Our program committee felt that a brief introduction to Cherokee History would be helpful since we are meeting on the Cherokee Indian Reservation. My Cherokee interest was kindled after reading three books on Nancy Ward, the Cherokee Princess and Beloved Woman. I continued my research on her and wrote an article for both the Graham County Heritage and the Carter County History Books. This presentation came about because the speaker I contacted was not available for the meeting and his fee was $100. I am going to present some facts which I have learned through my research. The name Cherokee probably comes from the word cheria, meaning fire, or Red Fire Men. (Phillips p. 12) Their emblem of bravery was red. They believed bravery came from the east where the sun rose. (Woodwards p. 21) The name might have meant children of the sun or brave men. In 1775, Dragging Canoe, son of Attakullakulla a famous Cherokee, referred to the Cherokee's as Ani-yun-wiya which means real or principal people (Alterman p. 38) Thousands of years ago the Cherokees probably were part of the Iroquois family of the Great Lake Region. About three to four thousand years ago the Cherokees separated from the Iroquois and moved to the southern Appalachian region. (Phillips p. 12, Woodward p. 21) The Cherokees were the largest tribe in the southeast when DeSota visited western NC for four days (May, 1540). (Phillips p. 12, Satz 11) They were lead by a Indian Princess of another southern tribe, who escaped on Cherokee land in western NC DeSota used Tamemes, Indian Slaves, to carry the supplies. (Woodward p. 23-24) The Clan System is an important part of the Cherokee Culture. A person could not marry a person of the same clan, and their children couldn't marry into either of their parent's clan. The husband took his wife's last name and lived with her clan. The maternal uncle had the task of raising his nieces and nephews. When a husband died, his widow could marry quicker within her husband's clan. If she wanted to marry into another clan, unless her husband's clan gave permission, she might possible have to wait up to four years. The husband was only required a short time for mourning. (Satz p. 19-20) There are seven clans, with the Wolf being the most important, with Oconostota, Attakukulla, Tame Doe and her daughter, Nancy Ward belonging to it. The six other clans are: Deer, Bird, Paint, Wild Potato, Blue and Long Hair. (Alterman p. 5) As an avid history buff and genealogist, I started trying to decide how everyone was related, "Old Hop", Moytoy, Oconostota, Attakullakulla and Tame Doe who was the mother of Nancy Ward. Different authors gave various relationships, and here is a little of what I found out. Pat Alterman gave the following. Nancy Ward was the daughter of Tame Doe who was a niece of Old Hop called "The Cherokee Emperor." Attakullakulla was a brother to Tame Doe and Willenawah, who signed the Watauga Land Purchase who also attackedFortLoudon. Oconostota had a brother Kitagista, nicknamed " The Prince" who was one of the seven princes who went toLondon. Old Abraham and the Ravan were nephews of Oconostota.
In 1730, Sir Alexander Cuming, Emissary for King George II ofEngland, went to see Moytoy, a minor Chief of the Overhill Cherokees, to arrange for seven Cherokee princes to return with him toEngland. Cuming made Moytoy the Emperor of the Cherokees. Other authors thought Old Hop was the main chief. Cuming's and the Cherokees left Charles Town on the ship H.M.S. Fox in 1730, staying one year. A picture of this group is in theBritishMuseum, names listed below. l. Ounaconoa, maybe Oconostota my guess, 2. Prince Skalilosken (or Kitagista), 3. Kollanna, 4. Oukah Ulah, 5. Tathtowe, 6. Clogoittah, 7. Ukwaneequa (Attakullakulla), (PICTURE ABOVE). (Alterman 9-10) In 1895, E. Sterling King, a student atCarsonNewman Collegea school in upper eastTennessee, visited the Cherokee Indian Reservation. He talked to the 100 year old plus granddaughter of Nancy Ward, who told him about her grandmother. He used her information in his book Wild Rose of the Cherokee which was published in 1895. She said that when Moytoy died, his elder brother, Oconostota took his place, another source says Moytoy's son took his place. Author Adams who uses Alternam, and King as her sources says that Oconostota, Attakullakulla and Tame Doe were all children of Moytoy. From the book, The Cherokee Frontier the following is given: Moytoy was killed in battle in 1741 and his 13 year son, Ammonscossittee, took his place, Raven of Hiwassee was appointed as his advisor, by the "Carolina" or "Whites" . Old Hops supporters and Moytoy's struggled for control for several years. When this struggle was settled, the power was divided between two chiefs. Oconostota became Red or War Chief, most powerful, and died at Chota between 1782/85. Attakullakulla, became White or Peace Chief died 1778/81, both over 80 when they died. (Satz p. 60) An Englishman Henry Timberlake visited and lived with the Cherokees for several years, and left several descendants there. His book Memoirs of Timberlake published in , states. "The Emperor of the Cherokees, commonly called by the English as "Old Hop", or Connicqtouge. An earlier chief, "Canacaught", was mentioned as early as 1684. Others thought this was Oconostota, but this was incorrect. Emmert Starr, a Cherokee Doctor, historian, and descendant of Nancy Ward through Cabel Starr, said Oconostota and Attakullakulla went toLondon. Starr wrote a book, History of the Cherokee Indians. In Cherokee Oconostota means ground sausage and Attakukulla means leaning stick. Now you should be as confused as I was but, here is my guess. In 1730 when Cumings visited he made Moytoy chief, and as long as Moytoy lived the other Cherokees supported Moytoy, but the support was later split. I still don't now how they were related, but they were all members of the Wolf Clan.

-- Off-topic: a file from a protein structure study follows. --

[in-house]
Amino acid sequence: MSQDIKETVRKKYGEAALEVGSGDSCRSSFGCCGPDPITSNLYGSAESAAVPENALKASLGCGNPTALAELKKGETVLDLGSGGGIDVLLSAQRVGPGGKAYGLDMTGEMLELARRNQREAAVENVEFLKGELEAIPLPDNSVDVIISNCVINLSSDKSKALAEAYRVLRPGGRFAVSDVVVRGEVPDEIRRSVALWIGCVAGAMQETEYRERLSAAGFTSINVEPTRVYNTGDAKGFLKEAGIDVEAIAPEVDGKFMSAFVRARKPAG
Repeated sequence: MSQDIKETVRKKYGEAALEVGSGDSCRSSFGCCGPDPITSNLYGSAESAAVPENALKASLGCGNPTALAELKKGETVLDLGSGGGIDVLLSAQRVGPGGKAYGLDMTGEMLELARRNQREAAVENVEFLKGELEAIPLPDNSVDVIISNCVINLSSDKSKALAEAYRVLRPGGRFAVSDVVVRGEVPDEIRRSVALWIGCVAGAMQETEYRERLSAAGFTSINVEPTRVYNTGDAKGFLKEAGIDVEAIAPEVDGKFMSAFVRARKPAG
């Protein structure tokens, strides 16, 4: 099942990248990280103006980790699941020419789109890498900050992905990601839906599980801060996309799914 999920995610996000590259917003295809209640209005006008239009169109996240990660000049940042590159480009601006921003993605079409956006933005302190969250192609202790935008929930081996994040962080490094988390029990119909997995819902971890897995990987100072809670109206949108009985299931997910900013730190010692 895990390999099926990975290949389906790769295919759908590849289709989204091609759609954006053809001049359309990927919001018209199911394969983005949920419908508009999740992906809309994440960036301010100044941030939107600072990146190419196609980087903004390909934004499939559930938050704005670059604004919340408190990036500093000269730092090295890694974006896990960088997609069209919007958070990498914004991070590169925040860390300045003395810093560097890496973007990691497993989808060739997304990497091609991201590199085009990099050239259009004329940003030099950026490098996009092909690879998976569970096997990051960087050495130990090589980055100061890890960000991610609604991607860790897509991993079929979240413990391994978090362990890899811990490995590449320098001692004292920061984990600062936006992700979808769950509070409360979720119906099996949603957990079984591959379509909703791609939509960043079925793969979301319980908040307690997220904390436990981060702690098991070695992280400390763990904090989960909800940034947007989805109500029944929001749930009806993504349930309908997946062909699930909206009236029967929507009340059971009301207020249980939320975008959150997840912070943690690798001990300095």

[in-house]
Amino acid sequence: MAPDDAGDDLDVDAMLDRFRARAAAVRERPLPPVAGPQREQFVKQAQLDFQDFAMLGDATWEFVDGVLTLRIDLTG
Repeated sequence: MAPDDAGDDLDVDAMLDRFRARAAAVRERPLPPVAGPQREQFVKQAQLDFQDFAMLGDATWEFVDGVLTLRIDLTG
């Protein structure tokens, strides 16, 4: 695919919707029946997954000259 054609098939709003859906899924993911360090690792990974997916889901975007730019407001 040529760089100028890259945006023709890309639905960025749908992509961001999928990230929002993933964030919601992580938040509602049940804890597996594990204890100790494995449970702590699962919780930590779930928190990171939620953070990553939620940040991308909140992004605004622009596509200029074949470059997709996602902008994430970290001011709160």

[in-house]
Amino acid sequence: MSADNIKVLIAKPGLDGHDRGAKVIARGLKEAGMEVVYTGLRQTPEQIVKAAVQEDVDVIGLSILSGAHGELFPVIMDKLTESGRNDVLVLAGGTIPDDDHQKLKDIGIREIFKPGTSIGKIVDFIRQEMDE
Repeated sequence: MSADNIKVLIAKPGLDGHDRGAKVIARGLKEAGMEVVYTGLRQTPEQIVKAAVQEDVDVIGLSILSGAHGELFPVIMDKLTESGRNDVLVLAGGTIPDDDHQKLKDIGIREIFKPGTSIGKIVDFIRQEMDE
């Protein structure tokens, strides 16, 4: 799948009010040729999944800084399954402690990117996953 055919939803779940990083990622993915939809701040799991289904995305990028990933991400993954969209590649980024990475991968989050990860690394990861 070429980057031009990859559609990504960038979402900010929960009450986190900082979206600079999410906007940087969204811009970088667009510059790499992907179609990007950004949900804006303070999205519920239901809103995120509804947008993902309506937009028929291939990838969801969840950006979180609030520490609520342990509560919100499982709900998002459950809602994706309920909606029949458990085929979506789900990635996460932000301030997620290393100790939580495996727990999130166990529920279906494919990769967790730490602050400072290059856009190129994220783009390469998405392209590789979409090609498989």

NOW FOR THE REST OF THE STORY. T The Peace Treaty of 1763, which ended the French and Indian War, was signed inAugusta,GA. The Cherokees supported the British during the war and were one of the five southern Indian Tribes to sign over a large track of land to the British. (Phillips p. 20) . In October, as a consolation to the Cherokee's the British forbade the white man to settle west of theAppalachian Mountains. During the French and Indian War, from 1754 to 1763, Oconostota sided with the French, for three reasons. 1. Around 1736 a French Jesuit Priest, Christian Priber, came to theCherokeeTerritoryto convert the Indians to the French Side by dressing and adjusting to their ways. 2. He told Oconosota that the English caused the Smallpox Epidemic of 1738-1739 that wiped out half of the Cherokee Nation. Oconostota and his nephew, Dragging Canoe had it were pockmarked. (Woodward p. 8, Alterman p. 13) 3. Oconostota was a prisoner of the English. Attakullakulla always sided with the English and was nicknamed Little Carpenter, because he was good at putting the pieces together for peace. ( Woodward p. 83) The Indians and the Settlers met in March, 1775 at Sycamore Shoals on the Watauga, present day Elizabethton. Attakukulla influenced the other chiefs to sign theTranysylvaniaLand Agreement, which enabled the settlers to buy Cherokee land between middleTennesseeandKentucky. The Ravan of Chota who was jealous of Dragging Canoe's power, advised Oconostota to sign it. Dragging Canoe 1732-1792, son of Attakullakulla, refused to sign it and made his famous speech. "The old chiefs have giving you good lands, but to keep them will not be easy. It will be a dark and bloody ground". (Alterman p. 37-38) Dragging Canoe, played a major role in the early history of eastTennesseeand westernNorth Carolina. One day Dragging Canoe wanted to go with the other Cherokee warriors, but the elders felt he was not old enough. He was told that if he could carry his canoe, he would be able to go. He was able to carry his canoe even if he did drag it. He was given the name Tsi yu Gansii ni, which in English means " he is dragging the canoe", thus the name Dragging Canoe. War between the Cherokees and the settlers might not have occurred if a delegation ofShawnee,Delaware, Mohawks, Iroquois and other tribes had not been headed by Cornstalk, a noted Shawnee Warrior. Oconostota and Attakullakulla refused the War Belt. Nancy Ward wasn't happy to see them, because she wanted peace, but she prepared the Black Drink anyway. It was the Indian Custom for the Ghi gau, Nancy Ward, to prepare the black drink, which was to purify the warriors for battle. Nancywas a friend to both and knew that blood shed was not the solution. Nancywas given the title "Beloved Woman" after the battle between the Creeks and the Cherokees. Nancy Ward sent a warning to the East Tennessee settlements with three Cherokee Prisoners she let escape, Isaac Thomas, Williams, and William Fawling. (Woodward p. 91-92) In July, 1776 Dragging Canoe attackedLong Island(Kings Port), where he was wounded in both thighs and was carried off on a litter. Abram or Abraham, attackedFortCaswell also calledFortWatauga, and Ravan of Chota, attacked Carter's Valley. They did little damage because ofNancy's warning. Dragging Canoe established a new branch of Cherokees called Chickamauga Indians. Old Tassel assumed the responsibility of the Cherokee Nation after the death of Oconostota and Attakullakulla. He had hoped to voice the grievances of the Cherokees, to President George Washington and the great men of the 13 states at the Treaty of theHopewell,November 28, 1785. (Woodward p. 104-105) Old Tassel, Hanging Maw, Abraham and his son were murdered under a flag of truce by Franklinites in June, 1788. This was blamed on John Sevier, since he was Governor of the State of Franklin. This angered Governor Johnson ofNorth Carolina, who called for John Sevier's arrest. Sevier was arrested, but was never arraigned, and let off. (Woodward 109) OnJuly 2, 1791the Treaty of theHolstonwas held at Whites Fort, nearKnoxville,TN. George Washington hoped this would solve the Cherokee and the settlers problem and encourage the Cherokees to become more domestic and peaceful. (Satz p. 69) In 1797 the future king of France, Prince Louis, Duke ofOrleansvisited the Cherokee country with his two brothers. It was told that Louis was given the honor of sleeping in the chiefs tent between the chiefs grandmother and great aunt. (Woodward p. 39) The Cherokee decided to live peacefully with the white man and adopted their ways, and to learn to read and write their language. In 1804 Gideon Blackburn, Presbyterian Minister in the Maryville, Tennessee School, started a Mission School, to teach the Indian children to read and write. This created a desire to record their own language, that Sequoyah would later create, even tho he never learned the English language. A year later John Sevier visited the school and was so impressed he cried tears of joy. Earlier Sevier had considered Cherokee children, "nits that made lice" and when they raided their villages his men were encouraged to kill the children along with their elders. (Woodward p. 123-125, Satz p. 74) An Important Cherokee was SEQUOYAH whose Indian name meant talking leaves, but his English name was George Gist. He probably was the son of Nathaniel Gist aVirginia"Blue Blood" and a Cherokee maiden. He was considered an outcast by both groups, until after he developed the Cherokee Alphabet. He was born about 1760. He fought at theBattleof Horseshoe Bend inAL, where he might have been wounded, because he was lame later in life. Since he was a silversmith, he wanted to put his Indian name on his products. This would develope a desire for him want to create the Cherokee Alphabet, so he could write it. In 1821 he returned toNorth CarolinafromOklahomawith the 86 letter alphabet that contained English, Greek, and Hebrew letters. In 1828 Elias Boudinot, Cherokee of mixed blood, published a bilingual newspaper, in Cherokee and English. ( Woodward and Satz ) The computer industry used his idea of the alphabet in their chips. (Dr. Abraham) Another important Cherokee was JUNALUSKA. He was born nearFranklin,NCon theLittle Tennessee River, and was always a friend to the white man. He was also a friend to Will Thomas, who was part Cherokee, both later became Chiefs. During the War of 1812 withEngland, many Cherokees, whose nicknamed was "Red Sticks", fought on the American side with Andrew Jackson and William Blount at theBattleof Horseshoe Bend in March 1814. Without the Cherokee Indians,Jacksonprobably would have lost. Junaluska savedJackson's life when a Creek Indian was about to kill him, but later said he shouldn't have savedJackson's life. WhenJackson was President, Junaluska thoughtJacksonwould help him and the Cherokee Nation, but did not. Junaluska went with the 17,000 Cherokees on the tragic removal of the Cherokees to theOklahomaTerritory, which was over 1200 miles. This was called Trail of Tears (October, 1838 to March, 1839), because over one third died on the way. In 1842 since most of his family died on the March, he decided to return walk back toNorth Carolina. He was old and wanted to die in his native land. He died,November 20, 1858, and is buried with his wife Nicie inRobbinsville,NCon land given to him after the war. The D.A.R. maintaines his memorial. (Phillips) I saved the best for last, NANCY WARD was born in Chota around 1738 which was located in theNorthGeorgiaMountains. All three sources agree she was the daughter of Tame Doe, but they disagree as to who her father was. Haywoods History ofTennessee, says she was a pure Cherokee. Pat Alterman says her father was a Delaware Indian. The best and most interesting story comes from King and Adams, true or not it is interesting. Here it is. While Oconostota was inLondonin 1730, he met and married Lucy Ward, a lady-in-waiting to the Queen of England. She was the daughter of Edmund Ward. Her brother was Frances Ward and was the husband of Tame Doe. By coming to American and living on the Indian Reservation, Lucy had a chance to be near her brother and to teach the Cherokees her religion. Tame Doe and Lucy gave birth the same cold night, both having daughters. Lucy's died, Tame Doe, Attakullakulla and the mid wife didn't want to anger or hurt Oconostota's feeling, decided to say Tame Doe's baby died. Tame Doe became more than an aunt to her and taught her the Indian beliefs. Lucy taught her daughter to read and write the English language as well as the white man's religion which included caring for all people. This would pay off twice when she warned the settlers. Nancyfound out Tame Doe was mother, when Bryant Ward asked for his niece's hand in marriage. Attakullakulla told her to ask her mother, Tame Doe. During her early teen years, she married King Fisher, a member of the Deer Clan. Their first child, Catherine, was born about 1753 just about the time war started between the Cherokees and the Moskogee or Creek Indians. This was part of the French and Indian War, with the British supporting them and the French the Creek. Catherine later married Ellis Harlin, and they had many descendants. Dahlonega, a town in theNorthGeorgiaMountains, would be a place of victory and defeat for the Cherokees. In 1755, it was near there that the Battle of Taliwah between the Creeks and Cherokees occurred. It was the Indian custom for the wife to go with her husband on the warpath. Nancywould chew on the bullets, so that they would do more harm to their victims. During the battle, her husband was mortally wounded. Since she knew how to use a gun, she took her husband's place, thus rallying them on to victory. She was given the title Beloved Woman or Honored Woman. This would allow her to have a voice in Council Meetings and let her spare captive's lives. Nancywas pregnant when she left with her husband, and a son was born, called Little Fellow, later Five Killer. Nancycould free prisoners with the wave of a Swan's Wing. The discover of gold in the 1830's in Dahlonega would cause the white man to want the land and force the Indians to move west on the Trail of Tears. The Cherokees encouraged the British to build them a fort for their protection. FortLoudonwas finished between 1756 to 1757. The fort was south ofKnoxville,TNon theLittle Tennessee River. Tame Doe andNancyvisited the fort, taking food, pelts and skins for trade, which they continued to do so even after hostilities worsened between the whites and Indians. It was during one of these trips thatNancymet and fell in love with an Irishman, Bryant Ward, whose wife had died just before he came toAmerica. Two Cherokees, Standing Turkey and Willenawah, brother of Little Carpenter, began the siege of the fort on March 1760, under the leadership of Oconostota. The purpose was to cut off their supplies. Authors King and Adams said that when a volunteer was asked to go toVirginiafor help, Bryant Ward volunteered. He met Nancy and Tame Doe who were on their way to the fort to take food and supplies, sharing with him, then they continued on their way. The fort surrendered inSeptember 7, 1760. Bryant was captured, andNancybargained for a race in order to spare his life. This 20 mile race initiated and instigated by the Cherokees, which specified he must reach his destination before the Cherokees recaptured him. Attakullakulla helped his niece condition Bryant so he would have the endurance to win. He won and gained his freedom. Bryant later marriedNancyand they had two children. A son who was educated inVirginia. but later returned to his mother's people. A daughter, Elizabeth "Betsy" who married first Joseph Martin, an Indian Agent. They lived in theLong Islandof theHolston(Kingsport), Betsy married second a Hughes man fromNorth Carolinawho was trader, of goods. OnJune 12, 1793a bunch of whites under John Beard killed several Indians and wounding many others including Hanging Maw, his wife andNancy's daughter, Elizabeth. During the July 1776 at theBattleonFortWatauga, the Cherokees captured Mrs. Lydia Bean and young Samuel Moore, who was burned at the stake. NancysavedLydiafrom being burned at the stake and look her back to Chota, a place of sanctuary. NancyaskedLydiato teach her how to make cheese and butter from her cows. Nancy's brother, Long Fellow and son, Little Fellow, took her back to the fort when it was safe. Nancy's step son, Jack Ward came toAmerica. He married a Cherokee and they raised a family in theIndian territory. Nancysaved the Colonies against British defeat. If she had not warned theEast TNsettlers, a lot of men, women and children would have been killed. There would not have been enough men to go to the Battle of King's Mountain onSeptember 30, 1780, andFergusonwouldn't have been defeated.Fergusonwould have been able to join Cornwallis, andWashingtonwould not have defeated Cornwallis atYorktownin 1781. This battle helped the colonies win the battle in three ways. 1. It was a moral victory, the colonies had not won a battle for a while. 2. It bought more French support of men and money. 3. It kept the two British Generals separated, keeping Cornwallis in the south. When the British had learned the Overmountain Men had left to findFerguson, they encouraged the Indians to attack the unprotected settlements, since most of the men were gone. The Indians had planned to attack, but two things keep them from being successful. First, the battle was over and the men were back before the Indians could get organized. Secondly,Nancyagain knew the problem needed to be handled peacefully, so she warned the settlers of the attack. John Sevier and the others left and defeated the Indians at Boyd's Creek in present daySevier County,TNin mid December of 1780. OnJuly 27, 1781,Nancyagain stressed peace between the whites and Indians. The two groups met atLong Island, present dayKingsport, to work on a treaty. She took her deceased Uncle Attakullukulla's place working for peace. In May, 1817,Nancysent her last message to the Cherokee Council by her son, Five Killer. Approximately 15 western Cherokee Chiefs had signed over by proxy eastern Cherokee land. Nancy and John Ross didn't think this was legal, but it later proved to be so. In her later years she ran the profitable Womankiller Inn nearBenton,TN.Nancydied there in 1824. She is buried there with her brother Long Fellow and son, Five Killer. The famous comedian, Will Rogers who was from Ok., was related toNancythrough his aunt, Margaret Lavinia Rogers. This is a Cherokee Story, taken from King's book.